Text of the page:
Development & Projects

As our community ages, maintaining, enhancing and adding to our infrastructure, facilities and amenities is a must. The Montgomery Village Foundation Board of Directors is dedicated to keeping the Village a desirable, flourishing community in the Washington, D.C. metro area. Use the below links for information regarding current development and projects in and around Montgomery Village.

Apple Ridge Pool Renovation

The Apple Ridge Pool was renamed the Peggy Mark Pool and opened for the 2017 season for all residents to enjoy! The new “leisure” pool features a “lazy river” or current channel; an open body slide; a double family slide; water features including dump buckets and pipe falls; spray ground; beach entry; in-water sun-shelf lounging area; an underwater bench sitting area with cool water jets; a bridge to an island pool deck; and an ADA compliant access ramp. Additionally, the wading pool will feature a beach entry and water features suitable for younger pool-goers.

Check out the full build in this short time lapse video:

 

Apple Ridge Pool renovation

Village Center Revitalization

Atlantic Realty Companies (ARC) purchased the Village Center in December 2015 and has been very busy planning for the future of the site.

On April 26, the Planning Board approved Atlantic Realty Companies’ (ARC) plans to renovate and add some retail density and new housing to the 18-plus acre property. This plan includes 49 townhouses, 34 two-over-two condos and 32 condos/apartments, but only the 32 condos/apartments are included in the Site Plan, for which ARC received approval from the Planning Board. The remaining housing units will be included in a future Site Plan for the property.

The retail redevelopment will be phased in and will include the creation of three new pad sites on the front of the property and the extension of Centerway Road through to Watkins Mill Road, which creates a connection between the residential development and new retail.

Atlantic Realty Companies (ARC) recently received their Certified Site Plan to proceed to building permit to build new pad sites along Montgomery Village Avenue, perform façade improvements, extend Centerway access road to the rear of the shopping center, build apartments above the retail across from the rear of the McDonalds and build the public green space at the rear of the shopping center. The county has informed MVF that ARC has applied for a minor amendment to the preliminary plan and site plan to allow for minor changes to the foot prints of the pad site buildings to accommodate tenants needs. Bank of America will be relocating to the old Village Café location while a new pad site is constructed for them, and it has been reported that Aldi will be the grocery store anchor for the site and be located next to Big Lots.Village Center site plan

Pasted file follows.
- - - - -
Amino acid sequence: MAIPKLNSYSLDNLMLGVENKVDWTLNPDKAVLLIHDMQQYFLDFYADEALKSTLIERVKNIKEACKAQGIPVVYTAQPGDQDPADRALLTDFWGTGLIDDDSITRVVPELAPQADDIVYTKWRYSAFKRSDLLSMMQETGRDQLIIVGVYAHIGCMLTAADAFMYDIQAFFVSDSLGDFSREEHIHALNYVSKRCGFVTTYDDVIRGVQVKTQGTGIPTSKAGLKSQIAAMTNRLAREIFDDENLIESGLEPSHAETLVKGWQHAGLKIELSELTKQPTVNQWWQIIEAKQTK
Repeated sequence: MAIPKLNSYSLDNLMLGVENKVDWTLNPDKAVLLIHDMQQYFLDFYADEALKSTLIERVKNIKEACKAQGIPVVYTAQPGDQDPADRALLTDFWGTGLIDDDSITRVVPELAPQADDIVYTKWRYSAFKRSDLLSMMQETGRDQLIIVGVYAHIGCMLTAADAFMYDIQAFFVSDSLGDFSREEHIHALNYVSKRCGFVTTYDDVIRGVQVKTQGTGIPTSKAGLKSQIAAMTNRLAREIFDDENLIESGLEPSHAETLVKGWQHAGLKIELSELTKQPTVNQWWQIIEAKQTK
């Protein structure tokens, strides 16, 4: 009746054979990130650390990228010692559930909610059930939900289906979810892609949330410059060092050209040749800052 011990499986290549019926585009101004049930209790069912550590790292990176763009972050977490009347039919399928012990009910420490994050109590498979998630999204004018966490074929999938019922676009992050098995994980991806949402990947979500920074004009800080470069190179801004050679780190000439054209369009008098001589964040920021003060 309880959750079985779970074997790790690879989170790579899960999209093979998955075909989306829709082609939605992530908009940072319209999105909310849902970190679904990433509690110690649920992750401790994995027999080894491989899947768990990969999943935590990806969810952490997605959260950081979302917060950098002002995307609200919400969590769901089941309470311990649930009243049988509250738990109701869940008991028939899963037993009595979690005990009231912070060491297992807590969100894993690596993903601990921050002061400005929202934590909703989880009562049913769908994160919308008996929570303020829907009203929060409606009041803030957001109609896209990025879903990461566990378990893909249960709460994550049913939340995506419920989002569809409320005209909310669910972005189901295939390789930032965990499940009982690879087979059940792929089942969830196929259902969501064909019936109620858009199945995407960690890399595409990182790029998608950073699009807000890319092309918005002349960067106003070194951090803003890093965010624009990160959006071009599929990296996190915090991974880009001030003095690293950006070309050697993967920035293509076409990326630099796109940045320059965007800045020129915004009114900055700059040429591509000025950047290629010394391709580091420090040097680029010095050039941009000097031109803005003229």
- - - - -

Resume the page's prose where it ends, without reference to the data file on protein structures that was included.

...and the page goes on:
Village Center greenspace

 

MVF Resolution to Support Village Center Sketch Plan

ARC Presentation 8-8-17

ARC Presentation to CARC April 2018

Planning Board Staff Report

 

MV Professional Center

When the Professional Center was built by the Kettler Brothers, the Declaration of Covenants attached to the property stated that once Kettler ceased to own the property, Montgomery Village Foundation (MVF) had certain rights and responsibilities, including amending the Declaration which permitted uses for the property. The original uses for the property were defined by Kettler to be “professional pharmacies, doctors, dentists, lawyers, accountants, engineers, chiropractors, osteopaths, opticians and related, supportive or similar type uses.”

Currently, the new CRT zoning established with the Montgomery Village Master Plan allows for a broad range of uses to the site. However, in order to market the site to potential developers, the owner, NorthStar, wants to add to the list of potential uses for the property beyond Kettler’s original designation; MVF would have to change the Declaration for this to happen. In keeping with the Vision 2030 Plan and the new Montgomery Village Master Plan—which both encourage reinvestment in several commercial sites—the MVF Board of Directors set out to establish appropriate uses for the site, with cooperation from Whetstone Homes Corporation, whose property abuts the Professional Center.

The Zoning Ordinance list of uses was the basis for determining what could potentially work on the site. NorthStar’s attorney, Tim Dugan, along with MVF Executive Vice President Dave Humpton and MVF General Counsel Christopher Hitchens narrowed the list into a use table for further examination.

Humpton and Dugan attended the September 29, 2017 Whetstone Homes Corporation (WHC) meeting to discuss the need to update the Declaration and received direction from WHC as to what other uses would be tolerable that close to their borders. Prior to the WHC board meeting, Whetstone held a community meeting to discuss the use table.

Of the 58 items on the original use table, MVF staff eliminated several more based on the WHC board’s recommendation, including: community gardens; categories of household living; personal living quarters; major impact home health practitioners; hotels and charitable, philanthropic institutions. In total, 26 uses were eliminated from the use table.